NFL teams do it; other sports teams operate by it; corporations cross over into territories of ethical lapses because of it; and, all in all, it is probably a genetic trait from prehistoric times which triggers us into what is commonly known as “survival mode”. Fear triggers a biochemical response in our bodies where the rush of adrenaline infuses and sharpens every instinct in our being, and we react in either a “fight” or “flight” mode. The quick-reaction force that compels our bodies and minds to act in order to overcome the fear, is probably a healthy response, and necessary for survival.
It is when such a mode of living becomes chronic, and where we operate by such means over an extended period of time, that it becomes obsessional and likely unhealthy. The survival instinct is there within us in order to repel and overcome the flashing lights of danger; it is not meant to become a way of living.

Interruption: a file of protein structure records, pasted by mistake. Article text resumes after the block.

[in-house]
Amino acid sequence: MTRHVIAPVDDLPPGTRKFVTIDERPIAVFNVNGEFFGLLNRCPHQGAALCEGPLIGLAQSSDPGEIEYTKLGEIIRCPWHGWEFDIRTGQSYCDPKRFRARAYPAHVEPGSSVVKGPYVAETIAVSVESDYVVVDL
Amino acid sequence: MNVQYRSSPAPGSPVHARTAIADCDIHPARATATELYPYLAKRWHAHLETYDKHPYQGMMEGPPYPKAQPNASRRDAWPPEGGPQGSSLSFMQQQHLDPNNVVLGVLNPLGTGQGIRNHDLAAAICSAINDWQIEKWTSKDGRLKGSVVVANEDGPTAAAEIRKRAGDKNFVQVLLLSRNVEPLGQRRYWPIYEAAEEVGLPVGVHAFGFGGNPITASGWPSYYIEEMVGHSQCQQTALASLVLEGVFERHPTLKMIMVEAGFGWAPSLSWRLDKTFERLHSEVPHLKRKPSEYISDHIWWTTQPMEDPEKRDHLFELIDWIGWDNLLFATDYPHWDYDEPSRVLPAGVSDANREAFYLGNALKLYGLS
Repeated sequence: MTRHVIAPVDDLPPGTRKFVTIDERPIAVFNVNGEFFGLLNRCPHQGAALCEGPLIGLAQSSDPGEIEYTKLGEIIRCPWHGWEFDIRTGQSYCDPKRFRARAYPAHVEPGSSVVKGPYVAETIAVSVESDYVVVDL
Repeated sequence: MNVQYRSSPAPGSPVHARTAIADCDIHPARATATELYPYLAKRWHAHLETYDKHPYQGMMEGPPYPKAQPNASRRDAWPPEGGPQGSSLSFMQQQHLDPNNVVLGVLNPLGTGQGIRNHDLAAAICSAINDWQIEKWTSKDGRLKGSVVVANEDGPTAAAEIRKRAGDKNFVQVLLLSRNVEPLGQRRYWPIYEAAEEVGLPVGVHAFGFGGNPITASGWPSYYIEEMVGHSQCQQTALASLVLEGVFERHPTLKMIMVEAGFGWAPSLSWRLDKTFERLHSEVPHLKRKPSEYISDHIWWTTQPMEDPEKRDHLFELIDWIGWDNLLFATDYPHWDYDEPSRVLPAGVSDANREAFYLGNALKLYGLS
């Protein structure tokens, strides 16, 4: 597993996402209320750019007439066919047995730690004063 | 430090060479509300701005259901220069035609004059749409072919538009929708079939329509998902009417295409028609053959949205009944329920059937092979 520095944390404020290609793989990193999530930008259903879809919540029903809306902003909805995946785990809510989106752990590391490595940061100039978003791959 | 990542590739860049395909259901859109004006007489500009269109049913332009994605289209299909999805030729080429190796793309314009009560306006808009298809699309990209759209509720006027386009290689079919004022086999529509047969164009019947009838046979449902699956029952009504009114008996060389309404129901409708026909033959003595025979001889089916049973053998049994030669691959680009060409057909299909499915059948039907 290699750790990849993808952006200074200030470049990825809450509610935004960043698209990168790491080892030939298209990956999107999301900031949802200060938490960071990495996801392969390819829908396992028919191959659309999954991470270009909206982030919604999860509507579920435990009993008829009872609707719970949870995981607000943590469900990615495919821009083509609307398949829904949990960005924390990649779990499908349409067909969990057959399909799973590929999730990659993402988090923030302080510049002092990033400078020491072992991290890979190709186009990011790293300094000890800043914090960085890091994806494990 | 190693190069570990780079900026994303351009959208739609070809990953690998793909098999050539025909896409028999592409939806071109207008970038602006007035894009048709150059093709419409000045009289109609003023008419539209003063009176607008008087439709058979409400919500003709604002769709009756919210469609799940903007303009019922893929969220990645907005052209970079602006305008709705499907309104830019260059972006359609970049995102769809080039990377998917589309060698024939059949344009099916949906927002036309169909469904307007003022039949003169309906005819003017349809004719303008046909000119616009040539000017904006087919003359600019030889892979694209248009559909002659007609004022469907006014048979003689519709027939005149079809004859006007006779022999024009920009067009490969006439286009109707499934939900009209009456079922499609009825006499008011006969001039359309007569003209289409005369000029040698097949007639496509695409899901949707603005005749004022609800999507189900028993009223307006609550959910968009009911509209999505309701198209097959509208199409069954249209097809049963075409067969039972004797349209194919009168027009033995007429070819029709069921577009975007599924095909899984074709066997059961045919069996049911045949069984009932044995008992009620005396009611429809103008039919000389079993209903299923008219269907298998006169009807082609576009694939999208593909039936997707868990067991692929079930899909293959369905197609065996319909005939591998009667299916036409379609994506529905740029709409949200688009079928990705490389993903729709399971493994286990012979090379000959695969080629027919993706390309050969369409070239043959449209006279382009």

For Federal employees and U.S. Postal workers who suffer from a medical condition such that the medical condition prevents the Federal or Postal employee from performing one or more of the essential elements of one’s Federal or Postal job, if the continuation of your work involves the constant operation of working for fear of losing your job despite the impact of your medical conditions upon the capacity to do so, contact a FERS Attorney who specializes in Federal Disability Retirement Law and consider whether or not filing for Federal Disability Retirement benefits might not be the best avenue to calm those survival instincts, and get rid of that mode of operating by fear.
Robert R. McGill, Esquire